Remember the old adage waste not, want not? Apparently, some in Congress have forgotten it. There is a strong push–fueled by the oil and gas industry–to reverse a Bureau of Land Management (BLM) rule that requires oil and gas companies to be responsible and capture the natural gas that they extract from our public lands. The rule was needed because these companies have been cutting corners and wasting a lot of gas through flaring and leaks. Not only does wasted gas represent a big source of air pollution, no royalties are paid on a resource that belongs to all Americans.

Any true conservative should support efforts to prevent waste, especially waste that is costing taxpayers a bundle. Unfortunately, some lawmakers in Congress who profess to be conservative are trying to repeal the BLM rule through the Congressional Review Act (CRA). The House of Representatives already bowed to the oil and gas lobby by passing a CRA resolution rolling back the rule. Now, this issue is before the Senate.

CRS maintains that there is nothing conservative about waste or pollution and that BLM’s methane waste rule should remain in place. You can hear CRS board member Steve Bonowski from Colorado discuss the issue here, Western Officials Push U.S. Senators to Keep BLM Methane Rules, and CRS President David Jenkins discusses it here: Conservatives Defend BLM Natural Gas Waste Rule.


The BLM, which oversees oil and gas development on nearly 250 million acres of public lands, is required to prevent the waste of public resources that belong to all Americans. To fulfill this mandate, over the past few years the agency went through a rulemaking process, including reviewing thousands of public comments and holding listening sessions across the country. In November the agency published the result of all that work: a new set of guidelines known as the Methane and Waste Prevention Rule. The rule, which is modeled after a state rule Colorado that has been very successful in reducing waste, even as drilling continues to increase.  Having a nationwide standard makes sure that when oil and gas is produced on our public lands, companies are using best practices to minimize natural gas waste.

President Roosevelt surely would have approved.  As he wisely told Congress in 1907, “To waste, to destroy, our natural resources, to skin and exhaust the land instead of using it to increase its usefulness, will result in undermining in the days of our children the very prosperity which we ought by right to hand down to them.”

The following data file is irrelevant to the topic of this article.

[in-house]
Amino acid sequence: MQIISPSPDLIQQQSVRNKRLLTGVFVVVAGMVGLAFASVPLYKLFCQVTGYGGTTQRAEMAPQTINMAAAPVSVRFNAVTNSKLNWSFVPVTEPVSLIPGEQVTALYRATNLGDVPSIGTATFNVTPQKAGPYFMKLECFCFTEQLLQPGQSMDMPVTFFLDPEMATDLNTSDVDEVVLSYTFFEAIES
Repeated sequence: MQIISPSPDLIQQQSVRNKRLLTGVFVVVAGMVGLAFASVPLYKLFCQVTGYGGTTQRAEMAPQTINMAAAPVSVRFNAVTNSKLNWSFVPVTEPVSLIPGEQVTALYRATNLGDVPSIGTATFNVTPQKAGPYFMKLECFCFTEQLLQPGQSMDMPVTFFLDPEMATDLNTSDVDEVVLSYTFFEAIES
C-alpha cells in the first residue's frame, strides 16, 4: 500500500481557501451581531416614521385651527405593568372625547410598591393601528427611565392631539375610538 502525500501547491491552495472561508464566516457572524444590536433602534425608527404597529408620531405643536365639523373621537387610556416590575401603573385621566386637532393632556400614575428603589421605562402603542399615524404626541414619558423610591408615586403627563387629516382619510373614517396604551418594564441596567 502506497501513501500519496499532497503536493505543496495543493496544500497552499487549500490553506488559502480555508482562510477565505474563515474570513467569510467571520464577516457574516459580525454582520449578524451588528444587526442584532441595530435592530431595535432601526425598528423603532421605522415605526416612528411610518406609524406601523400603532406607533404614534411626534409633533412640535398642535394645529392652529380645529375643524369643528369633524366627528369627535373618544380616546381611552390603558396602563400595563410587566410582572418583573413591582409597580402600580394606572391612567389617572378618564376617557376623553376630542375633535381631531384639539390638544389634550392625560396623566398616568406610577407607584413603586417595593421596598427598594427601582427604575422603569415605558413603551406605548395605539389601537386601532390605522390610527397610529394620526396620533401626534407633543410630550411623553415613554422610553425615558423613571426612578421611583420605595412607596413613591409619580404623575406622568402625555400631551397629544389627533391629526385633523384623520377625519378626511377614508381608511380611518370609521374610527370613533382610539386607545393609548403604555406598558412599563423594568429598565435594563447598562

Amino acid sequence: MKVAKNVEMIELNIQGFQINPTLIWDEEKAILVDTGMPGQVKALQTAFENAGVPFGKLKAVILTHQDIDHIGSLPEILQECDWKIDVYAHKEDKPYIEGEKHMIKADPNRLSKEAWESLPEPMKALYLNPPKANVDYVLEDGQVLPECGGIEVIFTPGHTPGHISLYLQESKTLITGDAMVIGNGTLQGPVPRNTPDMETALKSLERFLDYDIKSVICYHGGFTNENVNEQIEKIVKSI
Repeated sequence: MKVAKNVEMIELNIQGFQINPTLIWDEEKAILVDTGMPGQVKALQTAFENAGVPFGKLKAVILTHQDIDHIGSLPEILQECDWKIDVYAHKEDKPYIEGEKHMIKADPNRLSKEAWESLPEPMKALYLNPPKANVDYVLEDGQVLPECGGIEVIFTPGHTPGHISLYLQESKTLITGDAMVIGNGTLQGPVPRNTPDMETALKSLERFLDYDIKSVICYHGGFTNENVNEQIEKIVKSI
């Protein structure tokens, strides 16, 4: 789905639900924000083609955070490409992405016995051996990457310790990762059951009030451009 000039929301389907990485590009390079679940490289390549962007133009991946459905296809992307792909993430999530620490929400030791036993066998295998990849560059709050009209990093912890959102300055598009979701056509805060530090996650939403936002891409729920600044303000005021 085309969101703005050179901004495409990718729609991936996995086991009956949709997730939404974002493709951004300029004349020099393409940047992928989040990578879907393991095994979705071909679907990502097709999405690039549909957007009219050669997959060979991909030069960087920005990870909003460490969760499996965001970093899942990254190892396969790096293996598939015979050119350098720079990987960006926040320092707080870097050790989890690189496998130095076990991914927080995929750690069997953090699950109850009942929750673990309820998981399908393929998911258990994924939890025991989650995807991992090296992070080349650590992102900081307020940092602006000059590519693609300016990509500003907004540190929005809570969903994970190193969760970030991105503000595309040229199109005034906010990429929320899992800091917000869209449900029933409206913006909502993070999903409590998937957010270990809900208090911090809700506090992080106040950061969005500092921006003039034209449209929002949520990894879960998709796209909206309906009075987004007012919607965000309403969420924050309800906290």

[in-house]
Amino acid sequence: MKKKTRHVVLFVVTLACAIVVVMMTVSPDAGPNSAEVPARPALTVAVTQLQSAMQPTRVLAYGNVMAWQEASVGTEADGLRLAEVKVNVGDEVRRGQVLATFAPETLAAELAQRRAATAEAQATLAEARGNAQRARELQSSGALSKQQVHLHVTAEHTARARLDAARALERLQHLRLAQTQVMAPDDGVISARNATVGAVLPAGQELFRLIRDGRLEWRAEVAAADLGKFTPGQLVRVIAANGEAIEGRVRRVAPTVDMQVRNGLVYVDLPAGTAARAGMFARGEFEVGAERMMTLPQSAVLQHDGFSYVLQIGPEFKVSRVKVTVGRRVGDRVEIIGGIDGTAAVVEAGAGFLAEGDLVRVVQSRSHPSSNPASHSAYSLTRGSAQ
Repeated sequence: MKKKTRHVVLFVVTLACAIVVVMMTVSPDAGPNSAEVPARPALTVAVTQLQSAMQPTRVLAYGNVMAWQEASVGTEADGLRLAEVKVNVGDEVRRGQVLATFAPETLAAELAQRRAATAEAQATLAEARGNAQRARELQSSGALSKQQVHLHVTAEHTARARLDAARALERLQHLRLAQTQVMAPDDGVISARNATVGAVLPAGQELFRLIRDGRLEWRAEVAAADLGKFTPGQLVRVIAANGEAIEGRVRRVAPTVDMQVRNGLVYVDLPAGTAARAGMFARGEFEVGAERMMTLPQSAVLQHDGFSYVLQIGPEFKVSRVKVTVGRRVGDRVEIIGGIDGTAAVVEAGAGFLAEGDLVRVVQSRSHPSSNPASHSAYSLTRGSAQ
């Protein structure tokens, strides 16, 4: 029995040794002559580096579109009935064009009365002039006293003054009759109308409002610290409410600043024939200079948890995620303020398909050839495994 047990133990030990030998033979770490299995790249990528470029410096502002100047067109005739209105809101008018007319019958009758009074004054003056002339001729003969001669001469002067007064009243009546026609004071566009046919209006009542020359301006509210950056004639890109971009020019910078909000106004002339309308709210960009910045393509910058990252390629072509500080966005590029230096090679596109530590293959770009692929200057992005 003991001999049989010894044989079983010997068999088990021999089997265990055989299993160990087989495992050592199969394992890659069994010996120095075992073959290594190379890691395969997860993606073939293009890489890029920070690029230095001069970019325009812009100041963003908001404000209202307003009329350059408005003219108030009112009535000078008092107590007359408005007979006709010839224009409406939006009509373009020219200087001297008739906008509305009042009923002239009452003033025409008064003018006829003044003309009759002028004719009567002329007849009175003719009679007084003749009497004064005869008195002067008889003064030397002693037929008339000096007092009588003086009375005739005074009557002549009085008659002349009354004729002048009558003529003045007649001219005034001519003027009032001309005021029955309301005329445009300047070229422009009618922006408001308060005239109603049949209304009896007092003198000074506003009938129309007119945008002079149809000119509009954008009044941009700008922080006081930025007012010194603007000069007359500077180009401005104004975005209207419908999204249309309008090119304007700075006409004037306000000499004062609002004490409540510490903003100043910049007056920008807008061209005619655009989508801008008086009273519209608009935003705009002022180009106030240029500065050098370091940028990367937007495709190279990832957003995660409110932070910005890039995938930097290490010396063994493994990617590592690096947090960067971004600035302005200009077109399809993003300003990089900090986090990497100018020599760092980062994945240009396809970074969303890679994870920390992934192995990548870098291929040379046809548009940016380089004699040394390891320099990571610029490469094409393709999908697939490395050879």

Unfortunately, special interests and lobbyists are calling the shots on this issue with too many supposedly “conservative” members of Congress—in defiance of a longstanding Republican conservation ethic.

The American Petroleum Institute (API), the oil and gas industry’s chief lobbying arm, has doubled down on efforts to eliminate BLM’s wasted gas rule, declaring shortly after the election that overturning it was a top priority. API has spent more than $13 million on lobbying over the last two years. And according to The New York Times, the energy industry spends about $300 million a year lobbying Congress, deploying an army of three lobbyists for each member.

Apparently, API doesn’t care that the Methane Waste Rule will save an estimated $330 million worth of natural gas annually that, until now, has been wasted from our public lands.

And since natural gas is a resource owned by the American people, a portion of that amount would be returned to the federal treasury and to states where the gas was produced in the form of royalties. All told, taxpayers will gain $800 million over 10 years—if the rule is left intact by conservatives who should not even be considering overturning it.

Anyone who shares the American stewardship ethic, as great conservatives like presidents Reagan and Roosevelt did, should recognize that BLM’s wasted gas rule makes sense.

By using the CRA to reverse the BLM’s wasted gas rule, lawmakers who are advancing API’s agenda would also be prohibiting the agency from ever creating a similar rule again.

In the West, where most of the drilling for oil and gas on our shared public lands occurs, the idea of preventing waste is incredibly popular. A recent survey found that 81 percent of western voters, including a whopping 84 percent of Republicans, want to keep BLM’s wasted gas rule in place.

This is a battle of genuine conservative values and voter preference versus the oil and gas industry. How your senator votes will speak volumes about their priorities.


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